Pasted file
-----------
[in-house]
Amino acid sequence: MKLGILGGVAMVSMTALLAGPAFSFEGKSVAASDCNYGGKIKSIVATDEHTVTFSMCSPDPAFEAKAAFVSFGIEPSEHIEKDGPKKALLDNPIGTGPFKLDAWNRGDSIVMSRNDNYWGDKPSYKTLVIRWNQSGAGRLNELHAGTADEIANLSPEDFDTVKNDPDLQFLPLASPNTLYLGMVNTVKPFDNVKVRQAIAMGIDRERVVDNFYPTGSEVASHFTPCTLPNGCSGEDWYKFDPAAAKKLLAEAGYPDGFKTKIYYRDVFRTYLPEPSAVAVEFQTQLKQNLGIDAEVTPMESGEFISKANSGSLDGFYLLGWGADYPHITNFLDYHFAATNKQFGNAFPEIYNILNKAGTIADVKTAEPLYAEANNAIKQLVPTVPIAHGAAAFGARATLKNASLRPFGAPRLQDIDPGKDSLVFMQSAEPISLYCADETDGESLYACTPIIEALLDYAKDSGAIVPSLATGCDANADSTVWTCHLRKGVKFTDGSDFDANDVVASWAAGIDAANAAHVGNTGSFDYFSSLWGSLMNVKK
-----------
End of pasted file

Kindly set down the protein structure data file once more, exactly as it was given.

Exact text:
[in-house]
Amino acid sequence: MKLGILGGVAMVSMTALLAGPAFSFEGKSVAASDCNYGGKIKSIVATDEHTVTFSMCSPDPAFEAKAAFVSFGIEPSEHIEKDGPKKALLDNPIGTGPFKLDAWNRGDSIVMSRNDNYWGDKPSYKTLVIRWNQSGAGRLNELHAGTADEIANLSPEDFDTVKNDPDLQFLPLASPNTLYLGMVNTVKPFDNVKVRQAIAMGIDRERVVDNFYPTGSEVASHFTPCTLPNGCSGEDWYKFDPAAAKKLLAEAGYPDGFKTKIYYRDVFRTYLPEPSAVAVEFQTQLKQNLGIDAEVTPMESGEFISKANSGSLDGFYLLGWGADYPHITNFLDYHFAATNKQFGNAFPEIYNILNKAGTIADVKTAEPLYAEANNAIKQLVPTVPIAHGAAAFGARATLKNASLRPFGAPRLQDIDPGKDSLVFMQSAEPISLYCADETDGESLYACTPIIEALLDYAKDSGAIVPSLATGCDANADSTVWTCHLRKGVKFTDGSDFDANDVVASWAAGIDAANAAHVGNTGSFDYFSSLWGSLMNVKK